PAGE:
The government’s Resource Secruity Action Plan needs a more ambitious, informed version for a resource-efficient economy write Gareth Stace, EEF’s head of climate and enviornment policy and Julian Kirby, Friends of the Earth’s resources campainger, members of the Material Security Working Group
What will a future economy constrained by access to raw materials that we now take for granted look like? It’s an issue that is moving rapidly up the business and environmental agenda. Earlier this year EEF surveyed executives across Industry to find out what they perceived as the biggest threats to growth. The eurozone crisis? Access to finance? Accessing the right skills? Surprisingly 80% of respondents said access to raw materials was a risk to growth. One in three said it was their top risk.
Material prices have since stabilised. But for how long? With rapid development in emerging economies, three billion people are expected to join the ranks of the world’s middle class within the next 20 years, putting yet more significant upward pressure on material prices in future. The government’s Resource Security Action Plan, published in March, attempts to address some of these concerns. But we think it doesn’t go far enough. (more…)
This was the thought-provoking question posed at a conference I went to yesterday held by Green Mondays to discuss how companies could make their businesses more sustainable.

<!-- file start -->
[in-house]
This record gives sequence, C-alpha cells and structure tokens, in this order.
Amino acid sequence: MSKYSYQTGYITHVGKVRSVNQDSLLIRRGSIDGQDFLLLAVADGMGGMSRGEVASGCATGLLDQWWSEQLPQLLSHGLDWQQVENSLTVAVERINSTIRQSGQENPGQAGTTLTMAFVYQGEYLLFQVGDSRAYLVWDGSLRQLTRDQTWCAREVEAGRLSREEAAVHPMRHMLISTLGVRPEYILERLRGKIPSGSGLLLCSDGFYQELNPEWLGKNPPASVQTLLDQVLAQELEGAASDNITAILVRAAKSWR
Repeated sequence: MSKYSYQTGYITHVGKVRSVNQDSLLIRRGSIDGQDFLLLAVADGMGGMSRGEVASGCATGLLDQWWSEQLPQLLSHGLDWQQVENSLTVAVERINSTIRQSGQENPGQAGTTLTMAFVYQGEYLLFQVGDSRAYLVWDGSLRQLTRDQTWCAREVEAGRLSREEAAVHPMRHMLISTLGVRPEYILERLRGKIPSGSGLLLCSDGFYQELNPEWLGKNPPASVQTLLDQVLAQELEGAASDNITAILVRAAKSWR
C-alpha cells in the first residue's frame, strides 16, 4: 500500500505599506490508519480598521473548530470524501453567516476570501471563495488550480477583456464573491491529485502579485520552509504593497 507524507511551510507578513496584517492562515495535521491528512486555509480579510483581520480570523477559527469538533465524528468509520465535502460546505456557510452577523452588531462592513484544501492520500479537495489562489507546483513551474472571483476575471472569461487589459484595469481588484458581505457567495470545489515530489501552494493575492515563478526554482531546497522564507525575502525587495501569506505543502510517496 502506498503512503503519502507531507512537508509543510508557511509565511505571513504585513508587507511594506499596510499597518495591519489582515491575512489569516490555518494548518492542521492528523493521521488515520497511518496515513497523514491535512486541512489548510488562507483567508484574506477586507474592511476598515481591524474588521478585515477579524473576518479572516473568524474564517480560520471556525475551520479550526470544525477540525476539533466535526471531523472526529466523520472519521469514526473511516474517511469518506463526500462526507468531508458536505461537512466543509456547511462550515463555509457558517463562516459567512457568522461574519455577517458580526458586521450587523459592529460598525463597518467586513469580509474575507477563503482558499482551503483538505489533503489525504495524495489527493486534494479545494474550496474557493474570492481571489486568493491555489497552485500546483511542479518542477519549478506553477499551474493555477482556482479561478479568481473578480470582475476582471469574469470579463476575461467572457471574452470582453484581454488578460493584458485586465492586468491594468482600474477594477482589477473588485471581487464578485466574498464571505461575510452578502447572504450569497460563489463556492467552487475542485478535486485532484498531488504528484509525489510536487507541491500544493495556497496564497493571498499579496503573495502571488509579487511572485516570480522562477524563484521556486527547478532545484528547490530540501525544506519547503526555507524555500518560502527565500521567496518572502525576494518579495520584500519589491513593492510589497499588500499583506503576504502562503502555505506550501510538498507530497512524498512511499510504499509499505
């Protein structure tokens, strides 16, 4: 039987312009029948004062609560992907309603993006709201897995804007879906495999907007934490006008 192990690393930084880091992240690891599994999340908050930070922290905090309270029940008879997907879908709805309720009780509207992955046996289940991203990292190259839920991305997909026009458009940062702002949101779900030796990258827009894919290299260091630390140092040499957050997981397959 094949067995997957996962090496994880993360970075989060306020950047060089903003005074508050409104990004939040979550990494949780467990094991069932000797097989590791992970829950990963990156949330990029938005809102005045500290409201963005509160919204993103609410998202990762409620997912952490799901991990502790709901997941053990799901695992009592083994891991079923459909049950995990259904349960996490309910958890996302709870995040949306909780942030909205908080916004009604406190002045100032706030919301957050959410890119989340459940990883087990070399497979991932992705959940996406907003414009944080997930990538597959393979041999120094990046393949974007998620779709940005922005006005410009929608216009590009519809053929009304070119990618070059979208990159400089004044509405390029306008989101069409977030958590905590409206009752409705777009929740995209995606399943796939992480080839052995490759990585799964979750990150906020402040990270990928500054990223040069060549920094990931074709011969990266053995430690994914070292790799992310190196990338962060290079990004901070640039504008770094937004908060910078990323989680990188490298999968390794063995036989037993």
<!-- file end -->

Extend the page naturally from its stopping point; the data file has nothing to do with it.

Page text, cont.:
Kodak, a household name in film photography for over hundred years, is in financial difficulty as a result of its failure to adapt to the digital age. In contrast, Skype launched in 2003 as a pioneer internet-based telephone communications company and was recently acquired by Microsoft for $8.5bn.
Companies need to adapt to a world of rising commodity prices driven by climate change and resource depletion. After falling by 1.2% per year during the past century, commodity prices have tripled since 2002. (more…)
Stephen Tindale of the Centre for European Reform, a former government environmental adviser and director of Greenpeace UK, blogs for endsreport.com on the new electricity white paper
Chris Huhne has said his electricity white paper and renewables proposals, put out this week, add up to the greatest transformation of energy since the privatisation of the energy industry.
He is right that the ambition is transformative, and includes some sensible regulatory measures which prove that the energy and climate department (DECC) does not share in the deregulatory zeal that dominates several other departments (including DEFRA).